Wine Travels (despite what you may have heard)


I picked this bottle up when I was in Nîmes, at the border of Provence and the Languedoc, in 2003. At a small wine store there, I asked the staff, in my best pigeon French, to recommend something special that was relatively local, and they pointed me straight to the L’Esprit de Font Caude. I made a written note that they recommended drinking it at around a decade of age; I also thought that they stated it was a pure Syrah.

As it turns out, the wine is available internationally, and if you think that makes a mockery of my storing it in the underbelly of a tour bus, which then drove past the vineyards of the Languedoc and into two cities in Spain, before carrying it on a flight back to the UK, on a train to London, another train to Yorkshire, a train to Manchester, another flight back to the US, another airport journey, storing it in my Brooklyn basement, then putting it into storage in Manhattan before picking it up a few years later to transport it to the Catskills, and into another cellar for another month or two… then you don’t know me well enough. (Besides, it traveled in good company: not only was I happy to pick up an older vintage, highly recommended, at a good price, from knowledgeable staff at a genuine regional French wine store, but I also came home with three bottles of the Domaine La Mordorée Châteauneuf du Pape Cuvée de la Rene des Bois 2001 at an unbelievable price.)

A perfect cork, at almost a decade old.

The bottle’s international journey from vineyard to glass was also extremely instructive about just how well wine can travel and absorb the various changes in temperatures along the way. When I popped this wine last weekend, the cork was absolutely perfect: as in, the underside was soaked wet and blood red, and yet the remainder was 100% dry. When you see a cork like this, it explains why so many people have been so loyal to the tree for so long, and why they’re so resistant to the idea of screwcaps as some kind of long-term storage device.

And when you drink a wine this distinct, you also understand why some of us are willing to carry a bottle (or six) so far to our home. Initially, it demonstrated no particular character any which way: a perfectly normal reddish-purple, with neither the long legs of glycerin nor the brick rim to indicate ageing. But allowed to sit for a while in a large Riedel Syrah glass, its aroma gradually opened up to reveal a very delicate balance: olives first, sour cherry second, some raspberry, some mushroom, a touch of earthiness, and then the cherry coming back, wrapped now in a chocolate licquer, with some definite vanilla notes rounding it out. (Unfined and unfiltered, the L’Esprit de Font Caude sees 24 months in French oak.)

But it was in the mouth that the wine really took off. You’re no doubt familiar with the term “herbal” – something of a catch-all, along the lines of “mineral” and “earthy,” for those of us whose wine-notes Thesaurus runs a little thin. You’re probably also heard Robert Parker’s fascination with the term “Provencal herbs,” as a two-word summation of any manner of southern French plants that gradually wend their way into the vines. The L’Esprit de Font Caude was neither of these: dry and dusty, it was more like working one’s way through the herb accoutrements at the pizza parlor, and yet with all ingredients in balance. Don’t ask me to separate the tarragon from the sage from the oregano and thyme, though my gut (and tongue) told me I was thinking of them all: it was just a rare and unique wine that had as much in the way of deliciously arranged herbs as it did fruit or tannin (both of which, I should note, were also still present after a decade). The finish was long and satisfying with a lingering hint of mushrooms.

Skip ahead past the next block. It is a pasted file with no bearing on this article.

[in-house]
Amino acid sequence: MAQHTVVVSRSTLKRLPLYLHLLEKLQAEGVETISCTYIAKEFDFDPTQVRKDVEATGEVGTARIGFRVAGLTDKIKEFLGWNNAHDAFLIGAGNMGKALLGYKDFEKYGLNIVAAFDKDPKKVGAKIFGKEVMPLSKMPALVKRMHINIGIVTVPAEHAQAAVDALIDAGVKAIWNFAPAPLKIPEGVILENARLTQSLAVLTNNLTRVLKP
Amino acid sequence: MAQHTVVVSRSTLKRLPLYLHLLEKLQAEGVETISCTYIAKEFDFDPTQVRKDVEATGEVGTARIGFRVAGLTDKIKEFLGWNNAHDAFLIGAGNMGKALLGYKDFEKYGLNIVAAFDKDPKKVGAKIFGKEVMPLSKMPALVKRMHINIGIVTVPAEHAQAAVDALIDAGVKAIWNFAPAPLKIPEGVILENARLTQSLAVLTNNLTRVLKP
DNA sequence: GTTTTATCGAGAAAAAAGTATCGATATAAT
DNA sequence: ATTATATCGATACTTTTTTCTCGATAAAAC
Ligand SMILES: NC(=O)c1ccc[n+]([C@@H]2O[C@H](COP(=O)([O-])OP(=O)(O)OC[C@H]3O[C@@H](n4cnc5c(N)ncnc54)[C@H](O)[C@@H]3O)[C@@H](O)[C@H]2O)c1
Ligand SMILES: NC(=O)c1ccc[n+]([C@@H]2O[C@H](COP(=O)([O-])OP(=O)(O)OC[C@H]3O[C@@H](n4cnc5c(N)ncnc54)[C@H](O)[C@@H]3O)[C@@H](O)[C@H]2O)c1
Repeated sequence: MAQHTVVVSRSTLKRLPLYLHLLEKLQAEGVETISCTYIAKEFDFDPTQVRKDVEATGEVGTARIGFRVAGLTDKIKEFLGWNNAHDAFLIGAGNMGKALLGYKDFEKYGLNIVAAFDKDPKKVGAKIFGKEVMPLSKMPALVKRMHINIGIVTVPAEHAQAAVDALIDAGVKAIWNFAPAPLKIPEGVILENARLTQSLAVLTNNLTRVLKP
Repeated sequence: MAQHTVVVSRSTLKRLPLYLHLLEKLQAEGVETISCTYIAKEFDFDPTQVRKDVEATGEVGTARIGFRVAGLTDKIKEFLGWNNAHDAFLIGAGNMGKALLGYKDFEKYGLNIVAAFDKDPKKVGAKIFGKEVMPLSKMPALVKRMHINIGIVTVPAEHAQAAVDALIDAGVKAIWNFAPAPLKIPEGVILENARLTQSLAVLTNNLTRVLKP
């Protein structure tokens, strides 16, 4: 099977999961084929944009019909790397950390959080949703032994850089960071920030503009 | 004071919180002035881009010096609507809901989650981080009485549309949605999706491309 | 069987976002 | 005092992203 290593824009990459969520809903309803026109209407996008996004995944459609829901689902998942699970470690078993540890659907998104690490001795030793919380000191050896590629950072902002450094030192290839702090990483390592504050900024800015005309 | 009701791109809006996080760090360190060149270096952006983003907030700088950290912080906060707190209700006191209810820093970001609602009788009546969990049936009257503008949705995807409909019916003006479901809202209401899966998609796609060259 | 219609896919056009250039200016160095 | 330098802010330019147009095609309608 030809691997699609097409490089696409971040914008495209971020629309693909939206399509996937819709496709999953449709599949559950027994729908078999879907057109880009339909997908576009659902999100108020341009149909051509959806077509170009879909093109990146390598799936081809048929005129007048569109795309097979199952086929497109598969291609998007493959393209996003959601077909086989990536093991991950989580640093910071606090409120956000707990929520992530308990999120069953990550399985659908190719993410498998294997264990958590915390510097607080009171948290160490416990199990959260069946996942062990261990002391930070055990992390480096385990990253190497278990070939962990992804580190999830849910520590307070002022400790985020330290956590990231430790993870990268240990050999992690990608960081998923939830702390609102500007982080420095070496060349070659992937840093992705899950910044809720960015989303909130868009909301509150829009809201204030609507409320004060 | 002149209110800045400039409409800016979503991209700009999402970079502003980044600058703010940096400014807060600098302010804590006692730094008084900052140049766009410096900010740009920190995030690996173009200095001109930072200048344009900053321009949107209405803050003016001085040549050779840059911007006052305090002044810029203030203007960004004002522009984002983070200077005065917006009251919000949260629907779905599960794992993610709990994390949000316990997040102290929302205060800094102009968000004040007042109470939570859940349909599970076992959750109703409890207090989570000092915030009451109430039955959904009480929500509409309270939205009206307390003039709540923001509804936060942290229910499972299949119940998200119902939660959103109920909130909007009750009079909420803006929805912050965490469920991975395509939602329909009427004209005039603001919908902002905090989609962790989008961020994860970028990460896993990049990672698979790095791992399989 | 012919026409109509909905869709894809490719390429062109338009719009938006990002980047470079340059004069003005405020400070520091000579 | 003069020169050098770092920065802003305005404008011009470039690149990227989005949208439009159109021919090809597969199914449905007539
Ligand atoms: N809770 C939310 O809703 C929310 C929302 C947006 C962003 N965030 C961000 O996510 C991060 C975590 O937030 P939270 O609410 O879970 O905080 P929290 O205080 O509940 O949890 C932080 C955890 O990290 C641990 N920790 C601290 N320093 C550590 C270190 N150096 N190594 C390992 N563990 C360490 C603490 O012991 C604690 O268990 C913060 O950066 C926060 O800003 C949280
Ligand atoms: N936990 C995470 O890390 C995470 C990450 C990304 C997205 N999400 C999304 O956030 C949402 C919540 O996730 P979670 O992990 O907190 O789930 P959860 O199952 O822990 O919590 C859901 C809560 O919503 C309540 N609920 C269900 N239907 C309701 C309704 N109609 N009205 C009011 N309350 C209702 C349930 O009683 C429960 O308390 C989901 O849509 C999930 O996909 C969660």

A near perfect wine.

The dusty, herbal accent, to me, could only be an expression of terroir. Prior to picking up this bottle, I had been aware of individual Languedoc appellations like Pic St-Loup and Corbières, but had no knowledge of Montpeyroux. I asked around about it upon my return from Europe – it doesn’t show up alphabetically in my Hugh Johnson/Oz Clarke pocket books – but forgot any details until opening up this bottle. I have only just, while writing these notes, picked up my World Atlas of Wine by Johnson and Jancis Robinson (which I don’t believe I owned back in ’03) and read the following:

“The wines produced on the flanks of the rocky finger that is Pic St-Loup north of Montpelier… are so consistently, so herbily dramatic (emphasis added), that this may be the next cru to emerge as a separate appellation from the Coteaux du Languedoc. But Montpeyroux north of Clermont l’Herault is even higher and puts an eloquent case for similar treatment. Producers such as Domaines l’Aiguelière, d’Aupilhac, and Font Caude, like their counterparts in Pic St-Loup, may be located within the boundaries of one of the Languedoc’s relatively controlled appellations, but they certainly don’t limit themselves to producing AC wines.”

There is some discrepancy about the ingredients of this Syrah-dominated wine. According to the Chabanon web site, recent vintages have been an almost equal balance of Syrah and Mourvèdre, but Wine Anorak’s Jamie Goode, attending an industry tasting, reported a 90% Syrah/10% Grenache composition for the 1998. Syrah it may be, but you would not confuse this Syrah with an Aussie Shiraz, a northern Rhône, nor a Californian oak bomb or a Vins de Pays cheapie. It’s a wine entirely unto itself. I feel honored to have shared its company.

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November 2021